Some Savannah residents dealing with huge water bills

Local News

Money is typically tight at Christmas, but many Savannah residents were shocked by high water bills in their mailbox.

It’s been the talk of social media and homes around the city.

Some residents are seeing water bills that are up to 20 times their normal amount, coming in at $400 or even $17,000.

No one seems to have any answers.

“I about hit the floor. That’s a lot of water,” explained Curtis Swagert when he saw his $418 bill this month.

“Instantly called a plumber had them come out, check the house, toilets, spigots outside, washing machine,” said Swagert. “They found nothing said there’s no leaks on the property.”

He said he even dug out the meter to take a reading of his own.

Swagert said every bill since 2016 has been the same, under $100, until this one. So he called the city for help.

“Basically I was told they were right,” said Swagert. “There’s nothing that was read wrong, and like I said I’m at fault. But I’m not at fault. We didn’t do anything wrong.”

Last Monday, Jennifer Piscopo opened up a bill for $17,020.

“What do you think when you see a $17,000 bill?”

“I think i’m going out of business,” she said.

Piscopo has been working to build her business for five years. She says bills never climbed above $400 until now.

“I talked to a supervisor, she said it was a legitimate back pay that I owed,” explained Piscopo. “She was going to talk to a supervisor, have them reread the meter.”

Sue Aaron has been dealing with a big water bill since 2016. She says that’s when the city told her a city billing issue led to a $900 price tag.

“They told me it was a billing glitch and we didn’t get a bill for four cycles,” explained Aaron. “Even if he didn’t bill me for a full year that doesn’t equal $900.”

Aaron says she sends in money each month to whittle down the bill, but that late fees keep getting added.

Now that bill is more than $1,200.

“At this time we have found no systemic or far reaching issues will billing,” said Saja Aures of the City of Savannah Revenue Department

Aures says the only way the city knows about a problem is if people tell them about it.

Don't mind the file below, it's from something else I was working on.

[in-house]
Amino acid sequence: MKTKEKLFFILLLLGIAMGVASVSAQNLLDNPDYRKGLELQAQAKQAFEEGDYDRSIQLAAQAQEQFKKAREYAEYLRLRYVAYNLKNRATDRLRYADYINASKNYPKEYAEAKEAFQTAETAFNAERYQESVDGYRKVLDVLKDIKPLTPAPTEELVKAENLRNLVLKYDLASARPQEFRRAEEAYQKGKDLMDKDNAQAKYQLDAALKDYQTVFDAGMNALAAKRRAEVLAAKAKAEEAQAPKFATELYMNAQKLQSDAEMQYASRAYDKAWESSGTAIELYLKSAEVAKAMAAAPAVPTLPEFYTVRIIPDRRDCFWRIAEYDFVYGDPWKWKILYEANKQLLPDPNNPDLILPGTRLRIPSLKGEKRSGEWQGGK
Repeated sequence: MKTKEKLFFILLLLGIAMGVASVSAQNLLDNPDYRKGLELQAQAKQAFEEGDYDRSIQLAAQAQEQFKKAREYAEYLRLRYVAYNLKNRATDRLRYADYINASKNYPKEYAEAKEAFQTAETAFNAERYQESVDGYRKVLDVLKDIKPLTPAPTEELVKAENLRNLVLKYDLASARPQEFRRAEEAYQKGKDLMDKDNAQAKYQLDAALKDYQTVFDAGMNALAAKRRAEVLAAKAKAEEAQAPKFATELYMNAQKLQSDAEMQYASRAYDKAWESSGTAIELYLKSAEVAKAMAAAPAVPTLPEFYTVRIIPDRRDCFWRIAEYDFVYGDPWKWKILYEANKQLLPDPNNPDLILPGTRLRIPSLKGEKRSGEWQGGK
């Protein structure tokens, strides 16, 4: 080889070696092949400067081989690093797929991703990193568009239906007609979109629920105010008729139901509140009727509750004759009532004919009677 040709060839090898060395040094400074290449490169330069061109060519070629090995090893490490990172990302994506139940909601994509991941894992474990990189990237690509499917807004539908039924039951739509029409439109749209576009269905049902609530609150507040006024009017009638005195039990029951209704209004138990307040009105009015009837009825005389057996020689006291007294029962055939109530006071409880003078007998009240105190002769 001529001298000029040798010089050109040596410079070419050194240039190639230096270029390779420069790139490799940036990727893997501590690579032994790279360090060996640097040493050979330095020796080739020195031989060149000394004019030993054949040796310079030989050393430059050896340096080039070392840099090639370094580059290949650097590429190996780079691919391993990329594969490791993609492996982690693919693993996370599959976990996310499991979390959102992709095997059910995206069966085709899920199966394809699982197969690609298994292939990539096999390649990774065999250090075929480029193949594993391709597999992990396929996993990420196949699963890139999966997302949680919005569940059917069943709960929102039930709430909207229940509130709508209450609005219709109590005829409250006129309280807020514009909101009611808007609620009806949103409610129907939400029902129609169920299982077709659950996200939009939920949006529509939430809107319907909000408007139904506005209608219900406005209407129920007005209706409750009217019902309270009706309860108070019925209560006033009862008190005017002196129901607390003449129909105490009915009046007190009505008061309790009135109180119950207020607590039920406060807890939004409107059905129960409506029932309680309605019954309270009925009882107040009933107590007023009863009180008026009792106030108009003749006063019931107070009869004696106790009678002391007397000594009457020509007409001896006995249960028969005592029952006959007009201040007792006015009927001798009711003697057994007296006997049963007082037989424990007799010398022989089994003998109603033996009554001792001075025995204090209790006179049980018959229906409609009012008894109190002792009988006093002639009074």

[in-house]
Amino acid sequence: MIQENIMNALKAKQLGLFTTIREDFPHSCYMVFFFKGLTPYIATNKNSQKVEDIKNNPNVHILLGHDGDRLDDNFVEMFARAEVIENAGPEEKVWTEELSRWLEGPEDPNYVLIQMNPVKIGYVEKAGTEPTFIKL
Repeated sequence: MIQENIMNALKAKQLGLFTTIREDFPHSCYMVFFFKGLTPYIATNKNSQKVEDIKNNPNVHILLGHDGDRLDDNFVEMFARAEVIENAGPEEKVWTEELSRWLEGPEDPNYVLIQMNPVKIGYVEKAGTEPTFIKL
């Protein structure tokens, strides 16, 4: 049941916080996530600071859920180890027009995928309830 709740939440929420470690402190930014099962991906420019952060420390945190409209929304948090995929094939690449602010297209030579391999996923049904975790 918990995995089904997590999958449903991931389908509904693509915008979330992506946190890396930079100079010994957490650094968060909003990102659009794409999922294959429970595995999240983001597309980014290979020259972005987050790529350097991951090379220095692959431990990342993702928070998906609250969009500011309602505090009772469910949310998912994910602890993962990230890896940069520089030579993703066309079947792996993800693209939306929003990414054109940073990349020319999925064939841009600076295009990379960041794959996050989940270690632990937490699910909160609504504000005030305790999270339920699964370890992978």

“Don’t just write a check to us, don’t ignore it, obviously but reach out to us as soon as you can,” she said. “Sometimes on social media, there can be a group think mentality, are people trying to egg each other on a little bit. Bills aren’t fun to pay, whatever amount they are, so its not unusual for people to complain, just because bills are tough.”

Aures acknowledged a higher usage but said that the reason behind the higher usage needs to be addressed.

“If they can’t get to a meter in a certain amount of time that bill will be estimated,” she said. “But if you look on your bill, there will be a line that lets you know it is an estimated bill. You can call them to get someone out to get a recheck.”

Aaron just wants it addressed, and her bill fixed — now.

“l just want them to fix it. I pay my bills, just fix it,” said Aaron. “Lets get on with life, I have more to worry about than water bills.”

Piscopo actually got the city to fix her bill, so she won’t have to pay the entire $17,000.

Revenue department officials tell News 3 they will review Aaron and Swagert’s cases individually to determine what if any changes have to be made.

They also tell us if they can’t get to your meter they will send an adjusted bill.  That bill could be lower based on historical usage, and adjusted later when they can reach the meter.

If you have questions or concerns about your bill, give the Revenue Department a call at 912-651-6460.

You can also go online at

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